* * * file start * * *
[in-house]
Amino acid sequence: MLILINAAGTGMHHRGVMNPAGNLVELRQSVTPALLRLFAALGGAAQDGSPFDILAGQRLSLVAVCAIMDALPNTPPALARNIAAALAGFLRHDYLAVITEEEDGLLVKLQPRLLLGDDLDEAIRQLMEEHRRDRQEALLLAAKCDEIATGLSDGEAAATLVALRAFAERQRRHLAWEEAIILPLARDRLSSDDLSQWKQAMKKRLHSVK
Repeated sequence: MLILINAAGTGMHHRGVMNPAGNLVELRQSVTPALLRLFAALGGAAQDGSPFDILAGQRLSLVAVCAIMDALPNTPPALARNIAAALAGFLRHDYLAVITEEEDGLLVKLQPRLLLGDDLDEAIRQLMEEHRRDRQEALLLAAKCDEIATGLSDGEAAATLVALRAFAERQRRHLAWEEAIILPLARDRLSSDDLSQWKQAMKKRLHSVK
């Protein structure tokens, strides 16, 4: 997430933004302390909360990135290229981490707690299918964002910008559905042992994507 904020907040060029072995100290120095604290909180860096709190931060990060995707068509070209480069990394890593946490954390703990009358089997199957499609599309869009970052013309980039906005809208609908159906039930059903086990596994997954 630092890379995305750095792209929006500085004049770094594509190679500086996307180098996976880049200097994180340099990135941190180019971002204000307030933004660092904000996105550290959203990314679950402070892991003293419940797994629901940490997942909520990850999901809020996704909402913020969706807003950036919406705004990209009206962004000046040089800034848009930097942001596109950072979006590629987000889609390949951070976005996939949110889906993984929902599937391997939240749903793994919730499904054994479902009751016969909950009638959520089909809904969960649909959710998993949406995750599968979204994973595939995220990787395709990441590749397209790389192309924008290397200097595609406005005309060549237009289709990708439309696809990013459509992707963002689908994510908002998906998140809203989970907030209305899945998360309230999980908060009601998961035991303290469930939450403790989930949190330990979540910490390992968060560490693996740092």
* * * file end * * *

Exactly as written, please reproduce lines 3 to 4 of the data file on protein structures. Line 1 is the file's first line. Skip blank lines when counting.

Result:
Repeated sequence: MLILINAAGTGMHHRGVMNPAGNLVELRQSVTPALLRLFAALGGAAQDGSPFDILAGQRLSLVAVCAIMDALPNTPPALARNIAAALAGFLRHDYLAVITEEEDGLLVKLQPRLLLGDDLDEAIRQLMEEHRRDRQEALLLAAKCDEIATGLSDGEAAATLVALRAFAERQRRHLAWEEAIILPLARDRLSSDDLSQWKQAMKKRLHSVK
């Protein structure tokens, strides 16, 4: 997430933004302390909360990135290229981490707690299918964002910008559905042992994507 904020907040060029072995100290120095604290909180860096709190931060990060995707068509070209480069990394890593946490954390703990009358089997199957499609599309869009970052013309980039906005809208609908159906039930059903086990596994997954 630092890379995305750095792209929006500085004049770094594509190679500086996307180098996976880049200097994180340099990135941190180019971002204000307030933004660092904000996105550290959203990314679950402070892991003293419940797994629901940490997942909520990850999901809020996704909402913020969706807003950036919406705004990209009206962004000046040089800034848009930097942001596109950072979006590629987000889609390949951070976005996939949110889906993984929902599937391997939240749903793994919730499904054994479902009751016969909950009638959520089909809904969960649909959710998993949406995750599968979204994973595939995220990787395709990441590749397209790389192309924008290397200097595609406005005309060549237009289709990708439309696809990013459509992707963002689908994510908002998906998140809203989970907030209305899945998360309230999980908060009601998961035991303290469930939450403790989930949190330990979540910490390992968060560490693996740092």